Efficacy and safety of the subcutaneous implantable cardioverter defibrillator: a systematic review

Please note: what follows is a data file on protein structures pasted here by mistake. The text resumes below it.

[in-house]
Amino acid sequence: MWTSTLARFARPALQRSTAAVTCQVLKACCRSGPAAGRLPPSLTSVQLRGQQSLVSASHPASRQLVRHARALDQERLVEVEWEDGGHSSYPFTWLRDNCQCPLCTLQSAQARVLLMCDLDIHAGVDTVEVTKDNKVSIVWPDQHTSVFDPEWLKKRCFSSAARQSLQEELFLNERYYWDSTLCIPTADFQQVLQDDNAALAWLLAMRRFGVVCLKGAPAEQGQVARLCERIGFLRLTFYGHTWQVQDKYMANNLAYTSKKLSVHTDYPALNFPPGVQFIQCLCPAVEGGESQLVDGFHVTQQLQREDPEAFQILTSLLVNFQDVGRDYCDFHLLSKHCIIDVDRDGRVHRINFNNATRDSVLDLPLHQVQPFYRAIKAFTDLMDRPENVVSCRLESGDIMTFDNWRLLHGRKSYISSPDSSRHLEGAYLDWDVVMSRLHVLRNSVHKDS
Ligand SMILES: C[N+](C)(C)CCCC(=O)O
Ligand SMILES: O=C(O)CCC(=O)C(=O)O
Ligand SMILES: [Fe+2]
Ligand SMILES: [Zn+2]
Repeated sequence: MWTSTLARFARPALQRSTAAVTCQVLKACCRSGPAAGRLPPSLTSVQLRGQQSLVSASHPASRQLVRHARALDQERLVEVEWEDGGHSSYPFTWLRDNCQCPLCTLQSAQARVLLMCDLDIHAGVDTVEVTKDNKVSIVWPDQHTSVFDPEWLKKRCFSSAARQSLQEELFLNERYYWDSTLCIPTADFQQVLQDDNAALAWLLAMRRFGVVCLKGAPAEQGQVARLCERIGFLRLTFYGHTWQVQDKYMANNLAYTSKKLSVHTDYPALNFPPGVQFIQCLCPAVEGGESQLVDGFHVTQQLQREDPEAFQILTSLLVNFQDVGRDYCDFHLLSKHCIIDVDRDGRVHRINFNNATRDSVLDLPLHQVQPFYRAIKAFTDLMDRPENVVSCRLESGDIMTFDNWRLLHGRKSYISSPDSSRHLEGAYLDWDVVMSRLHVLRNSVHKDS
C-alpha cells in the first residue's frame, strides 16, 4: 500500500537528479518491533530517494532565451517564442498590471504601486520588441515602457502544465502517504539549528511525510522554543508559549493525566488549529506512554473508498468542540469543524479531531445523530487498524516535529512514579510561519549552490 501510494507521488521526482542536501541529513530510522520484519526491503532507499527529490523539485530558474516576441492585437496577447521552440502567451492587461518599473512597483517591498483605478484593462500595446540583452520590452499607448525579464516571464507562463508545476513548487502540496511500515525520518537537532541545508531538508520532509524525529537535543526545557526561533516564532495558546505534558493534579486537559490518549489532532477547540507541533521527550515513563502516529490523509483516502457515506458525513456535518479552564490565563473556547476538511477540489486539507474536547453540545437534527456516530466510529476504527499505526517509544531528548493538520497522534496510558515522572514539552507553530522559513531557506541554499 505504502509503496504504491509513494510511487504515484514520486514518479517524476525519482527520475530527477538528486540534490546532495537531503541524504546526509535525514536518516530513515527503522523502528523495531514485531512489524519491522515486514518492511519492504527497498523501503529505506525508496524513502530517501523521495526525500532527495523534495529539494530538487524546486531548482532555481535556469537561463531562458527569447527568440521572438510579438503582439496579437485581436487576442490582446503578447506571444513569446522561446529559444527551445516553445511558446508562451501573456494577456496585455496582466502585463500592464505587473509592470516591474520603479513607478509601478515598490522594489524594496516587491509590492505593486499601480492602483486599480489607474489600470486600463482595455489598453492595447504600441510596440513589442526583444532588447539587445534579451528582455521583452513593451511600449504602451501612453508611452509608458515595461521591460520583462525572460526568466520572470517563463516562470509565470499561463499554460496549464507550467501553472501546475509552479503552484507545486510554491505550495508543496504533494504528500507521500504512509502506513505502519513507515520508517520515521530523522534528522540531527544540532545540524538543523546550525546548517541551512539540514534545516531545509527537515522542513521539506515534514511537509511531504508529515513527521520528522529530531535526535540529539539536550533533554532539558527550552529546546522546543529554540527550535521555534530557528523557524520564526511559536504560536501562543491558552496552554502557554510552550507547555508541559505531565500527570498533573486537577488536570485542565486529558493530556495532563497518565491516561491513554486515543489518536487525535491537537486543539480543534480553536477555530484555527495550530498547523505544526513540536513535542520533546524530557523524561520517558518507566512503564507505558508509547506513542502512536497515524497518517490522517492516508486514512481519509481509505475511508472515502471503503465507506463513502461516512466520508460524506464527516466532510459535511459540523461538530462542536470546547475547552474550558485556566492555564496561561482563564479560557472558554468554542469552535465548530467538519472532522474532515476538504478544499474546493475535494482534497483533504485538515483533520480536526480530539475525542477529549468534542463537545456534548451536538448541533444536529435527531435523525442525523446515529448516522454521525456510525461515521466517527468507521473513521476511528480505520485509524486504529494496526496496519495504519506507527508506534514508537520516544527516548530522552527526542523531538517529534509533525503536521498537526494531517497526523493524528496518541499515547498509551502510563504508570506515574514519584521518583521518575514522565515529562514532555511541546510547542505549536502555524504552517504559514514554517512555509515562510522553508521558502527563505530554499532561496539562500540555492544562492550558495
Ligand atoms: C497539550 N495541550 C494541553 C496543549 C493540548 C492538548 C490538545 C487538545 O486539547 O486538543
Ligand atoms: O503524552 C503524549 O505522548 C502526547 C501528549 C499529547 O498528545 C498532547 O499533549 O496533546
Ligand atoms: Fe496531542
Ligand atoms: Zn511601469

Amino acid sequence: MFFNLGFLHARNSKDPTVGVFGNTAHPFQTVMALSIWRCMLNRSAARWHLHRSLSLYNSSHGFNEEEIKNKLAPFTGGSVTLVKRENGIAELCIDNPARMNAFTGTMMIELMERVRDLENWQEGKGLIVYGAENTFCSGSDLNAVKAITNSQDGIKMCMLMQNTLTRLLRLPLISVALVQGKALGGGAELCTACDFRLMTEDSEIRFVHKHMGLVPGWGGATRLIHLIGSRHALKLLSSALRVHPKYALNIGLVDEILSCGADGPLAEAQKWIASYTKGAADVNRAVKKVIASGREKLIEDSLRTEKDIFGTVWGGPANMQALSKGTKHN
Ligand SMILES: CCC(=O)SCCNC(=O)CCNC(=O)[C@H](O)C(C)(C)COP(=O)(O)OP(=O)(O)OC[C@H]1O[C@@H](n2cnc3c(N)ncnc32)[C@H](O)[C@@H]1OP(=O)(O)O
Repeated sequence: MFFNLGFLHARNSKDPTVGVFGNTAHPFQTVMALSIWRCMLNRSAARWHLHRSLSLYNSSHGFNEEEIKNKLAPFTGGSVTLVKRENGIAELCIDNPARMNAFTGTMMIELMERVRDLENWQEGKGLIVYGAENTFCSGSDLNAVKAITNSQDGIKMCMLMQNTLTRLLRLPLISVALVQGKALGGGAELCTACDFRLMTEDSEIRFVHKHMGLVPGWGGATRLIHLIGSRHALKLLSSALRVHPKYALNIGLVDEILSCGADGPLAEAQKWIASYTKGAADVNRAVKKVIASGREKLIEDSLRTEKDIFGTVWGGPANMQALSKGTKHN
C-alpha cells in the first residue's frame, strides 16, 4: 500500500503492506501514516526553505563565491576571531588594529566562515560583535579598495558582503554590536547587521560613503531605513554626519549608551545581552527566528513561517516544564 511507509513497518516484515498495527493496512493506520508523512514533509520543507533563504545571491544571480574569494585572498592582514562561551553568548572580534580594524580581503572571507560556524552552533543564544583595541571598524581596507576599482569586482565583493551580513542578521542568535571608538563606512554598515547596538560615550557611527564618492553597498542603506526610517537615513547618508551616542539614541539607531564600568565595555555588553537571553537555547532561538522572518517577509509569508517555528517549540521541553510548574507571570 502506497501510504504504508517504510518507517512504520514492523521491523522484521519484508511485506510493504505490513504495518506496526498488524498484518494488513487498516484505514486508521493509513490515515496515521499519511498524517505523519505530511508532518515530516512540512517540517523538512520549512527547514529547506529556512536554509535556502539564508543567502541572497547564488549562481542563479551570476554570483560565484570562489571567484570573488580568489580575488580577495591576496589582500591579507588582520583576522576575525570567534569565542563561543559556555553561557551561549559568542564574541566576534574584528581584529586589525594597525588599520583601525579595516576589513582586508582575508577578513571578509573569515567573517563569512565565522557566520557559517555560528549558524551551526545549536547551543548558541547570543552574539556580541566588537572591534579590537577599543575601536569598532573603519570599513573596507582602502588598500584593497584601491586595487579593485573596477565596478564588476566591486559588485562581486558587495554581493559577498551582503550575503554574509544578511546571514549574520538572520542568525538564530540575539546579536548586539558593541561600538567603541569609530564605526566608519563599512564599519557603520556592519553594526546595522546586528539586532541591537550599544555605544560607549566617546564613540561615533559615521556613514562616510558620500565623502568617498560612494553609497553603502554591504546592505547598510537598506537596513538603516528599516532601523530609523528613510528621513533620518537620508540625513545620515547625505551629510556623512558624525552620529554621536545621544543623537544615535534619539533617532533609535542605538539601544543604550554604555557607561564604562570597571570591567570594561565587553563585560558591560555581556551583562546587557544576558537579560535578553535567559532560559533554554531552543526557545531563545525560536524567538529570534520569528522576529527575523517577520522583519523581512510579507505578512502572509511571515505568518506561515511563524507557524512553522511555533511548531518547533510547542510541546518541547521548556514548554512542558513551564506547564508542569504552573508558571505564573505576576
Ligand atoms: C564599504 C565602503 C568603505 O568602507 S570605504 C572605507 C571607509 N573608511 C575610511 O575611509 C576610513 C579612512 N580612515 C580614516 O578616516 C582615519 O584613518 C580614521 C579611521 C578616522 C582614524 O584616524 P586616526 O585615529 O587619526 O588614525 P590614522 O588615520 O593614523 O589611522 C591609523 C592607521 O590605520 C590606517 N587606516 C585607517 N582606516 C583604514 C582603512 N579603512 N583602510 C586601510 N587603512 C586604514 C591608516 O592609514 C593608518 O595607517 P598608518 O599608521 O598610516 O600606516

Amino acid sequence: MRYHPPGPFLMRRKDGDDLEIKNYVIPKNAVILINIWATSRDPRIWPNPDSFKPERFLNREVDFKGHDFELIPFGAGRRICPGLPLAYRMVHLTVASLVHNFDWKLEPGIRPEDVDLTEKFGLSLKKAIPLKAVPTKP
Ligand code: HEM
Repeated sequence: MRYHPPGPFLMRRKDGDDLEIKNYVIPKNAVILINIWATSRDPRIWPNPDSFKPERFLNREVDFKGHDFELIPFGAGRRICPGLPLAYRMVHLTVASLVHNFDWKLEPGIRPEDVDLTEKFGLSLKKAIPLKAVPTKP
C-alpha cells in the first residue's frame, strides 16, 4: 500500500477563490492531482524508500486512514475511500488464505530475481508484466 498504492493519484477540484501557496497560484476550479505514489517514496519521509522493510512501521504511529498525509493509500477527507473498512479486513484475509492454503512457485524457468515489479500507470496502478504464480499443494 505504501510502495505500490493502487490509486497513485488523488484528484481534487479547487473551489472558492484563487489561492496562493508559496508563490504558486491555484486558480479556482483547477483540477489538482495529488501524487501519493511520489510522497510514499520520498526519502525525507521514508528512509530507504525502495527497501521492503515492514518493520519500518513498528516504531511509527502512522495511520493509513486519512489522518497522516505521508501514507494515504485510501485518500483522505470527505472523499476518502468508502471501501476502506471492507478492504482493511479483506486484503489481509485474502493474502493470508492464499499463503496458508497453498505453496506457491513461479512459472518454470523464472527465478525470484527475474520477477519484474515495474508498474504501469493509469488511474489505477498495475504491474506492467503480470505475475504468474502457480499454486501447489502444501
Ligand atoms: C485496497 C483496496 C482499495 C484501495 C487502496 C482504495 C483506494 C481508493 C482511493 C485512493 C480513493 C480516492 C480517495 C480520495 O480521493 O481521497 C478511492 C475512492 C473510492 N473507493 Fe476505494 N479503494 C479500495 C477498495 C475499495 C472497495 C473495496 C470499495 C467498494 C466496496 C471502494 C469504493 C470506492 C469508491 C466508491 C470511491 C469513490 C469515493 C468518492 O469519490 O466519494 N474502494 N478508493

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BackgroundSubcutaneous implantable cardioverter defibrillators (S-ICDs) are considered an alternative to conventional transvenous ICDs (TV-ICDs) in patients not requiring pacing.MethodsWe searched MEDLINE and EMBASE for studies evaluating efficacy and safety outcomes in S-ICD patients. Outcomes were pooled across studies.ResultsSixteen studies were included with 5380 participants (mean age range 33–56 years). Short-term follow-up data were available for 1670 subjects. The most common complication was pocket infection, affecting 2.7%. Other complications included delayed wound healing (0.6%) and wound discomfort (0.8%). 3.8% of S-ICDs were explanted, most commonly for pocket infection. Mortality rates in hospital (0.4%) and during follow-up (3.4% from 12 studies reporting) were low. Incidence of ventricular arrhythmia varied from 0% to 12%. Overall shock efficacy exceeded 96%. Inappropriate shocks affected 4.3% and was most commonly caused by T-wave oversensing.ConclusionsAlthough long-term randomised data are lacking, observational data suggest similar shock efficacy and short-term complication rates between the S-ICD and TV-ICD.

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